Manufacturing of Insulin using cell free systems (CFS)

According to the WHO, diabetes is the 9th leading cause of death, with an increasing number of deaths associated with the rising cost and inaccessibility of proper insulin therapy [1,2]. These rising costs are a result of a monopoly formed by leading insulin manufacturers [3,4]. Additionally, with the number of diabetic patients expected to grow in the coming decade, current manufacturing will likely not be sufficient to accommodate the projected demand, making accessibility even more challenging [5]. We propose an alternative to the established insulin manufacturing protocols by leveraging the utility of cell-free systems (CFS), which allow for reduced upstream processing times and enhanced feasibility of biomanufacturing at the point-of-care (POC). Additionally, by performing post translational modification (PTM) and purification of proinsulin in one coupled step, our bioprocess could significantly reduce the downstream processing time.

Currently, insulin manufacturing is achieved through two well established fermentation processes. These fermentation processes are typically performed at large scale (5,000-25,000 Liters) and typically take days to weeks to yield a final product which is deemed safe and effective for use [6]. Additionally, the costly facilities which these products are manufactured in, are required to comply with good manufacturing practices (GMP) established by the regulatory agencies (e.g., FDA). To date there are no bioprocesses available for production of insulin at the POC. We seek to build on the currently established methods and develop a low-cost POC manufacturing platform, which can produce biosimilar insulin, safely and effectively, on the time scale of hours to days. This will not only motivate a reduction in insulin prices but also improve accessibility in areas of the world where insulin is hard to access.

To this end, we will start by designing a genetically engineered proinsulin analogue which can be expressed in both E. coli and N. tabacum CFS. The engineered proinsulin construct will then be cloned into an expression vector conducive for rapid transcription and translation in each of the respective host CFS on a time scale of hours. To enhance protein yield, a series of DOE methods assessing critical cell-free process parameters will be applied to both CFS to ensure maximum yield of soluble proinsulin. The proinsulin harvest will then be subjected to affinity purification to remove host cell impurities which may perturb subsequent enzymatic conversion steps. Upon achieving near homogeneity of proinsulin, a series of endoproteases and carboxypeptidase will be introduced into the bioprocess to convert the proinsulin into mature human insulin. The mature insulin product can then be purified to greater homogeneity via a series of polishing steps, yielding human insulin ready for formulation.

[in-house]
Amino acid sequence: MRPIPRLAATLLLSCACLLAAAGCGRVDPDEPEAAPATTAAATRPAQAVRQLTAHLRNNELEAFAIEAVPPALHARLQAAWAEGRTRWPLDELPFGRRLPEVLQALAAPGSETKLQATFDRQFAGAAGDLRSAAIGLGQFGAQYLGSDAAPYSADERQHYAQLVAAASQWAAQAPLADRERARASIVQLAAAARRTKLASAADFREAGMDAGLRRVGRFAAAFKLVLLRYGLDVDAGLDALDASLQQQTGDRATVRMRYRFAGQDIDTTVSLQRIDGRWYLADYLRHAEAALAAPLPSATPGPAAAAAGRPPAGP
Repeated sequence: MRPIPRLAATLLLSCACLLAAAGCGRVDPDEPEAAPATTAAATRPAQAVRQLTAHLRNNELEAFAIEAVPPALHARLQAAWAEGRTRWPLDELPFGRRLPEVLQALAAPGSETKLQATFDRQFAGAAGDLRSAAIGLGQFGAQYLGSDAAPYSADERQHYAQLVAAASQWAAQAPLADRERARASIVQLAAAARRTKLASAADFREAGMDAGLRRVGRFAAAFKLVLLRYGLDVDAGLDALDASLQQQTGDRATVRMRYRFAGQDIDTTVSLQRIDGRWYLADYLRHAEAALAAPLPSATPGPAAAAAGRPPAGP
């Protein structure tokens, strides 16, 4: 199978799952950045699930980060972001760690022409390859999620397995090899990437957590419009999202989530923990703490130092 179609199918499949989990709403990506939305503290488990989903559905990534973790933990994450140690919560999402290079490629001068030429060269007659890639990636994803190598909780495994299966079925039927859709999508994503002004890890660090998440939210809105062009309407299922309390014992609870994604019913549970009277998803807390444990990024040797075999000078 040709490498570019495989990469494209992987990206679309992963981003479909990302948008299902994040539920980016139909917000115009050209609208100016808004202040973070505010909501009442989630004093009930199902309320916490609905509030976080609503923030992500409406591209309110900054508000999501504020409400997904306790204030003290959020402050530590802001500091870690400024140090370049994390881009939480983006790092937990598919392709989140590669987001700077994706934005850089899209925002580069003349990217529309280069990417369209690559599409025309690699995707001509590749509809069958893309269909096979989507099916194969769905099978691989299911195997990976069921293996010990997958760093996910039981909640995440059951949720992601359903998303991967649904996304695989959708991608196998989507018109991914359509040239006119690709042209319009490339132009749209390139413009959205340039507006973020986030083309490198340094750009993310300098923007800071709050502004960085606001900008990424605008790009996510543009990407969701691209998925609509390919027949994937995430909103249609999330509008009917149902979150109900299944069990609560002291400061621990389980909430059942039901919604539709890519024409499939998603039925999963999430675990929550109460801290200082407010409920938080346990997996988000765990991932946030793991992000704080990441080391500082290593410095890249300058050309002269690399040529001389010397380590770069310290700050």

The proposed bioprocess will then be subject to a technoeconomic analysis which will take into consideration all the materials and reagents needed to manufacture insulin at POC. With the goal of displaying the practical nature of manufacturing insulin using CFS, a comparative analysis of the cost of goods sold (COGS, $/g) for the proposed bioprocess will be made against the current state of the art. We hypothesize that this technoeconomic analysis, in conjunction with the proposed expression, purification, and conversion methods outlined, will allow for the manufacturing of insulin exhibiting similar safety and efficacy profiles, at a cost equivalent or less than that observed by current manufacturing approaches.


1. WHO: The top 10 causes of death. Available from:

2. Lin, X., Xu, Y., Pan, X., Xu, J., Ding, Y., Sun, X., … Shan, P. F. (2020). Global, regional, and national burden and trend of diabetes in 195 countries and territories: an analysis from 1990 to 2025. Scientific Reports.

3. Rajkumar, S. V. (2020). The High Cost of Insulin in the United States: An Urgent Call to Action. Mayo Clinic Proceedings.

4. Rathore, A. S., & Shaheef, F. (2019). Shadow pricing and the art of profiteering from outdated therapies. Nature Biotechnology.

5. Basu, S., Yudkin, J. S., Kehlenbrink, S., Davies, J. I., Wild, S. H., Lipska, K. J., … Beran, D. (2019). Estimation of global insulin use for type 2 diabetes, 2018–30: a microsimulation analysis. The Lancet Diabetes and Endocrinology.

6. Conner, J., Wuchterl, D., Lopez, M., Minshall, B., Prusti, R., Boclair, D., … Allen, C. (2014). The Biomanufacturing of Biotechnology Products. In Biotechnology Entrepreneurship: Starting, Managing, and Leading Biotech Companies.